Ipsos MORI Research Highlights - 19 June 2020

This week's Ipsos MORI Research Highlights features our eighth edition of Signals, our first Ipsos MORI Politics & Society podcast and the top issues facing Britons.

Ipsos MORI Issues Index: June 2020

Worry about the coronavirus has dropped to 72% from 85% in April, but this is still the top issue facing Britons.  Even though non-essentials shops have opened across the country, concern about the economy has risen by seven percentage points, from 35% in April to 42% this month. With recent Black Lives Matters protests around the country and the world we seen surge in concern for race relations, 24% say that it is an important issue facing Britain today - up 22 percentage points since April. Concern about the NHS has dropped again to 21% and it seems there has been a clear shift in concern in light of recent events.

Ipsos MORI Issues Index: June 2020

Ipsos MORI Politics & Society podcast: How does Keir Starmer make it to Number 10?

On the inaugural Ipsos MORI Politics & Society podcast, Keiran Pedley is joined by Ayesha HazarikaAlastair Campbell and Ben Page to discuss historic poll ratings for the new Labour leader and where the Labour Party go from here after a historic defeat in December. 

World Refugee Day 2020

Globally, 72% are believe that refugees should have the right seek to refuge from war or persecution. Britons are among the most supportive countries as 78% agree, this has increased from 72% in 2019. The countries most likely to agree are Sweden (81%), Netherlands (80%) and Spain (79%). While the majority of countries are supportive, globally we're split on whether we should close our borders. Globally, forty-nine per cent agree borders should be closed at this time an increase from 40% in 2019. However, four in ten people (43%) disagree. In Britain, one in six think it should be more open to refugees that it was before the coronavirus outbreak.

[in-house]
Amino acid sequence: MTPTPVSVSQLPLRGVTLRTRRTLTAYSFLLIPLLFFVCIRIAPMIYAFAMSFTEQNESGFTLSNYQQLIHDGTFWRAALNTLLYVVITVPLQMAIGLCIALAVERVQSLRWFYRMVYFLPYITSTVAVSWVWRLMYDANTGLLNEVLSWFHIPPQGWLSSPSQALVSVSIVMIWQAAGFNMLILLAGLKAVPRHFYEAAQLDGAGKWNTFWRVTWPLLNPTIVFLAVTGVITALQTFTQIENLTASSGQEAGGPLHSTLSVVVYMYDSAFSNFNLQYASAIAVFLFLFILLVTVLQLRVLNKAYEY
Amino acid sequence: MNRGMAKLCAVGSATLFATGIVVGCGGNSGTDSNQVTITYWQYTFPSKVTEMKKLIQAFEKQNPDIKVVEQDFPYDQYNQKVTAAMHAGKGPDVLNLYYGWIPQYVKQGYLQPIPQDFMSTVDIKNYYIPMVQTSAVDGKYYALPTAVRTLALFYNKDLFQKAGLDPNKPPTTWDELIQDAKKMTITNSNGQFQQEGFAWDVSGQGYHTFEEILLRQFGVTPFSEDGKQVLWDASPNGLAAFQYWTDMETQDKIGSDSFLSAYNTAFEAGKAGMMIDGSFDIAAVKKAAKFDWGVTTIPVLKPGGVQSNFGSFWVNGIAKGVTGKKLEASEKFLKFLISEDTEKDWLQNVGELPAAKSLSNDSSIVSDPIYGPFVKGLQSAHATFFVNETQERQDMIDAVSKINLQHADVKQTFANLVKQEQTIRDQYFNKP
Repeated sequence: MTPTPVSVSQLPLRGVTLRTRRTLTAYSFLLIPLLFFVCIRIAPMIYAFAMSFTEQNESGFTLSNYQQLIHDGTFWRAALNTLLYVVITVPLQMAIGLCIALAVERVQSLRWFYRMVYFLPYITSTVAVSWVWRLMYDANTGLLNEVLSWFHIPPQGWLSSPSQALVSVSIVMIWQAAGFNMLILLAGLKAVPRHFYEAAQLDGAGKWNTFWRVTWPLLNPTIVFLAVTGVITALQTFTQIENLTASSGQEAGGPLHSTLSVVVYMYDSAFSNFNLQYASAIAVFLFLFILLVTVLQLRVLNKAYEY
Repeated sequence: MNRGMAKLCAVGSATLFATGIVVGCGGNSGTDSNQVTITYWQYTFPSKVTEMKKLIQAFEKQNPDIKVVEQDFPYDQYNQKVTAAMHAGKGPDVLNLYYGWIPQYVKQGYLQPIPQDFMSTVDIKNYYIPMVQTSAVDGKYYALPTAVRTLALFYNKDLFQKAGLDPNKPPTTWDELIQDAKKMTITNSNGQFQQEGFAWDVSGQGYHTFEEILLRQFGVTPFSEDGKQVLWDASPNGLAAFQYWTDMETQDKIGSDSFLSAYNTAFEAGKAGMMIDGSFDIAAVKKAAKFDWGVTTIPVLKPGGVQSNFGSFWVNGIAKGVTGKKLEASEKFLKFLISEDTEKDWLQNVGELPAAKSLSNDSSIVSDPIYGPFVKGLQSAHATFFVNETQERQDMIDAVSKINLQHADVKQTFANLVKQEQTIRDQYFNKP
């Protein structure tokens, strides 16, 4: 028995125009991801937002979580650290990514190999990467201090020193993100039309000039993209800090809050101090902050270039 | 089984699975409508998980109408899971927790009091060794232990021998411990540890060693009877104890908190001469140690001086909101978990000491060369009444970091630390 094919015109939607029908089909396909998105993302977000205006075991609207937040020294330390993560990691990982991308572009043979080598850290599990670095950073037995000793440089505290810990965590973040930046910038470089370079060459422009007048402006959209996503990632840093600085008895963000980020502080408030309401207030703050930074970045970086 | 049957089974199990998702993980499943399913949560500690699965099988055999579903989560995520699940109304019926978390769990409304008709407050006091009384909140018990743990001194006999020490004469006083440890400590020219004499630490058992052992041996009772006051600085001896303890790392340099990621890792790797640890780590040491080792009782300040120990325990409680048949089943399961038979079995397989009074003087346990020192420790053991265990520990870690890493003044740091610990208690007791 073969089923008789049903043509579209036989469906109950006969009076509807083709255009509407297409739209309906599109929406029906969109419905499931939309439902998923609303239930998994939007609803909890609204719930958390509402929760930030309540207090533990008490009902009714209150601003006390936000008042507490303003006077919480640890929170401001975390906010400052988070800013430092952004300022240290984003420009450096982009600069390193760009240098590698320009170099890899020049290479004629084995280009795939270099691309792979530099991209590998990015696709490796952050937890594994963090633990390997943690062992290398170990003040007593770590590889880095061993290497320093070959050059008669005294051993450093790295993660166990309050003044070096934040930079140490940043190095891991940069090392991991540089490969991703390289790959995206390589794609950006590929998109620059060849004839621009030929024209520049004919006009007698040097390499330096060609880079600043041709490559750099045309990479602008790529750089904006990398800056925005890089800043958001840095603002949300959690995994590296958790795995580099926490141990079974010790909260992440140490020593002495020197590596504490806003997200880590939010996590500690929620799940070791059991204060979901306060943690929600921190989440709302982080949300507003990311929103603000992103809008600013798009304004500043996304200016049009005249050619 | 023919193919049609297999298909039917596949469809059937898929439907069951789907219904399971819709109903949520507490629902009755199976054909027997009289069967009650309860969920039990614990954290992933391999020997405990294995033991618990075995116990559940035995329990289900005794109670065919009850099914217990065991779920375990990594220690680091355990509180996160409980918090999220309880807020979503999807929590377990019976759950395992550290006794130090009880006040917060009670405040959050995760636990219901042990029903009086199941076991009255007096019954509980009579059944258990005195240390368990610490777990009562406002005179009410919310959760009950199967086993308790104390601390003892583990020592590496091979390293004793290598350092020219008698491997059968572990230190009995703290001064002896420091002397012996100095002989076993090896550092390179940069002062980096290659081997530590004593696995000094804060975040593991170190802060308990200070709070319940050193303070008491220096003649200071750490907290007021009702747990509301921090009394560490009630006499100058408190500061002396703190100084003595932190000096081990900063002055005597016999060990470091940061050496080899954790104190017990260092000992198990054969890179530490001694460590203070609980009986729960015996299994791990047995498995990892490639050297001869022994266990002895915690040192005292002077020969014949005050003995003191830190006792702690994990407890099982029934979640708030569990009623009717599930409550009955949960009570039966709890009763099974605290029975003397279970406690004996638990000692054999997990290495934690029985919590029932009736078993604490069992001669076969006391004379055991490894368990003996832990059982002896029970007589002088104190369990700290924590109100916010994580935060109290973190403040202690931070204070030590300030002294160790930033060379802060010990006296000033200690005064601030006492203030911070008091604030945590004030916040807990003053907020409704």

Attitudes to race and inequality in Great Britain

Nearly nine out of ten Britons claim they would be happy for their child to marry someone from another ethnic group and 93% per cent do not agree that "to be truly British you have to be white". While Britons seem to be more open minded than they were in 2009 in their attitudes towards race, it is clear that it is still a cause for concern. Seven in ten (69%) think there is at least a fair amount of tension in Britain between people of different races and nationalities. However, 33% believe that black people are treated worse by public services, and 27% believe that Asian people are treated worse. 

Signals #8: Understanding the coronavirus crisis

Our eighth edition of Signals, presents new research from our teams around the world. As we look towards the uncertain period ahead, our focus is on understanding the dynamics of the current situation as we start to adapt to new realities. We look at changing food habits in the MENA region, explore the relationship between climate change and the coronavirus, and share country spotlights on Brazil, Italy and the US.  

COVID19: The impact of lockdown on older generations

While older generations are said to be more vulnerable to the coronavirus only one fifth (23%) have seen there physical health deteriorate, but a further two-fifths (40%) say their mental health has gotten worse during lockdown with some seeing medical appointments cancelled. Concern about finances is also seen among people aged 50-70 years as 46% believe their financial circumstances will worsen over the next year. Looking at whether they are leaning on any particular vices during lockdown we find that 37% say they are drinking more and 39% say they are smoking more. 

53% have experienced cancellations/delays to appointments - Ipsos MORI

In other news 

Those that get their information about the coronavirus from social media such as Facebook and YouTube, are more likely to believe conspiracy theories surrounding the virus. Fifty-six per cent of people who believe there’s no hard evidence COVID-19 exists use Facebook as their key information source and 60% of those who believe the virus is linked to 5G radiation get their information from YouTube. 

What can social distancing behaviour tell us about fundamental human needs? Our new study explores how social intelligence enables us to learn from what consumers are really saying outside of a traditional research context. We explore what this change in behaviour means for brands.

As part of our Virtual Future of Research series, we’ll be hosting various webinars and bringing you regular bitesize content on a range of topics surrounding coronavirus. 

  • Join Kerry Barringer Associate Director at Ipsos MORI on 23 June at 15:30 (BST) for our Financially polarised Britain webinar to discuss how the pandemic has impacted how customers are approaching and managing their money.


As ever, please do let us know what you think, and I hope you find something to interest you.

Ben Page
Chief Executive, Ipsos MORI